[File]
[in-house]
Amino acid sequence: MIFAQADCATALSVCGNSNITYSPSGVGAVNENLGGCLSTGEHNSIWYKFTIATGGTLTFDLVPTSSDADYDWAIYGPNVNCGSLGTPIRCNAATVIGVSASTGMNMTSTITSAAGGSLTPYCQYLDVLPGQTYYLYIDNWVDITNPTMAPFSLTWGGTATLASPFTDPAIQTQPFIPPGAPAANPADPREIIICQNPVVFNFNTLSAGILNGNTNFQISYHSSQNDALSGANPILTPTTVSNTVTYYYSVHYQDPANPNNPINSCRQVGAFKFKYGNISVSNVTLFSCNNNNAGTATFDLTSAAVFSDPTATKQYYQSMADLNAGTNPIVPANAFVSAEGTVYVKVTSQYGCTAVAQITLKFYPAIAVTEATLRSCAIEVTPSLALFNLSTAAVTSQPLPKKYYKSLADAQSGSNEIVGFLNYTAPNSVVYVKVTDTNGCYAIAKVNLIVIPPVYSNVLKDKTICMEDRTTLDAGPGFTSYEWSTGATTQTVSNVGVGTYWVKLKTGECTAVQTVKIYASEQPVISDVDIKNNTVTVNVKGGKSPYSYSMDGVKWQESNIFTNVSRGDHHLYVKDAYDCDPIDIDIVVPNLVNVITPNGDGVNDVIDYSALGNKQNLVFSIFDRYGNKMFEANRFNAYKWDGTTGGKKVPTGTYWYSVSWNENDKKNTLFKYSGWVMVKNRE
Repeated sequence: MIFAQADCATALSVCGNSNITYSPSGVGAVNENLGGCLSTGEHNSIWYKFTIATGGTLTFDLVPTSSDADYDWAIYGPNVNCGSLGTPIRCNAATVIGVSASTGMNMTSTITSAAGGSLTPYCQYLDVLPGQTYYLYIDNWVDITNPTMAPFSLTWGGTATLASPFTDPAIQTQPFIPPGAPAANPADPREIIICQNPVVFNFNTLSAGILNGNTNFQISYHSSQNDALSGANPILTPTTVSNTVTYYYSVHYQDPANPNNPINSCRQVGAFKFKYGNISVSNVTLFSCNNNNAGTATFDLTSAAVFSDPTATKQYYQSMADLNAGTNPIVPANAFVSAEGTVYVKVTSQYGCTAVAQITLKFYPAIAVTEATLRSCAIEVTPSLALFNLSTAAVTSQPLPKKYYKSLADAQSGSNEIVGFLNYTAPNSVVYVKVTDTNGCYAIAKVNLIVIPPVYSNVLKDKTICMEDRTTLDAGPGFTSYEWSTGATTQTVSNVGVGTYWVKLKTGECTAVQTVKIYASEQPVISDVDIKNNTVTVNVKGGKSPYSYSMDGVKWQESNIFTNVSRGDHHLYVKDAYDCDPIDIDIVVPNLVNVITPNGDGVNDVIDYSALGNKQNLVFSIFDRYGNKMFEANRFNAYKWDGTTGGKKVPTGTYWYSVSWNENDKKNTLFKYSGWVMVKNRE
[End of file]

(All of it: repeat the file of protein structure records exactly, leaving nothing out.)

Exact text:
[in-house]
Amino acid sequence: MIFAQADCATALSVCGNSNITYSPSGVGAVNENLGGCLSTGEHNSIWYKFTIATGGTLTFDLVPTSSDADYDWAIYGPNVNCGSLGTPIRCNAATVIGVSASTGMNMTSTITSAAGGSLTPYCQYLDVLPGQTYYLYIDNWVDITNPTMAPFSLTWGGTATLASPFTDPAIQTQPFIPPGAPAANPADPREIIICQNPVVFNFNTLSAGILNGNTNFQISYHSSQNDALSGANPILTPTTVSNTVTYYYSVHYQDPANPNNPINSCRQVGAFKFKYGNISVSNVTLFSCNNNNAGTATFDLTSAAVFSDPTATKQYYQSMADLNAGTNPIVPANAFVSAEGTVYVKVTSQYGCTAVAQITLKFYPAIAVTEATLRSCAIEVTPSLALFNLSTAAVTSQPLPKKYYKSLADAQSGSNEIVGFLNYTAPNSVVYVKVTDTNGCYAIAKVNLIVIPPVYSNVLKDKTICMEDRTTLDAGPGFTSYEWSTGATTQTVSNVGVGTYWVKLKTGECTAVQTVKIYASEQPVISDVDIKNNTVTVNVKGGKSPYSYSMDGVKWQESNIFTNVSRGDHHLYVKDAYDCDPIDIDIVVPNLVNVITPNGDGVNDVIDYSALGNKQNLVFSIFDRYGNKMFEANRFNAYKWDGTTGGKKVPTGTYWYSVSWNENDKKNTLFKYSGWVMVKNRE
Repeated sequence: MIFAQADCATALSVCGNSNITYSPSGVGAVNENLGGCLSTGEHNSIWYKFTIATGGTLTFDLVPTSSDADYDWAIYGPNVNCGSLGTPIRCNAATVIGVSASTGMNMTSTITSAAGGSLTPYCQYLDVLPGQTYYLYIDNWVDITNPTMAPFSLTWGGTATLASPFTDPAIQTQPFIPPGAPAANPADPREIIICQNPVVFNFNTLSAGILNGNTNFQISYHSSQNDALSGANPILTPTTVSNTVTYYYSVHYQDPANPNNPINSCRQVGAFKFKYGNISVSNVTLFSCNNNNAGTATFDLTSAAVFSDPTATKQYYQSMADLNAGTNPIVPANAFVSAEGTVYVKVTSQYGCTAVAQITLKFYPAIAVTEATLRSCAIEVTPSLALFNLSTAAVTSQPLPKKYYKSLADAQSGSNEIVGFLNYTAPNSVVYVKVTDTNGCYAIAKVNLIVIPPVYSNVLKDKTICMEDRTTLDAGPGFTSYEWSTGATTQTVSNVGVGTYWVKLKTGECTAVQTVKIYASEQPVISDVDIKNNTVTVNVKGGKSPYSYSMDGVKWQESNIFTNVSRGDHHLYVKDAYDCDPIDIDIVVPNLVNVITPNGDGVNDVIDYSALGNKQNLVFSIFDRYGNKMFEANRFNAYKWDGTTGGKKVPTGTYWYSVSWNENDKKNTLFKYSGWVMVKNRE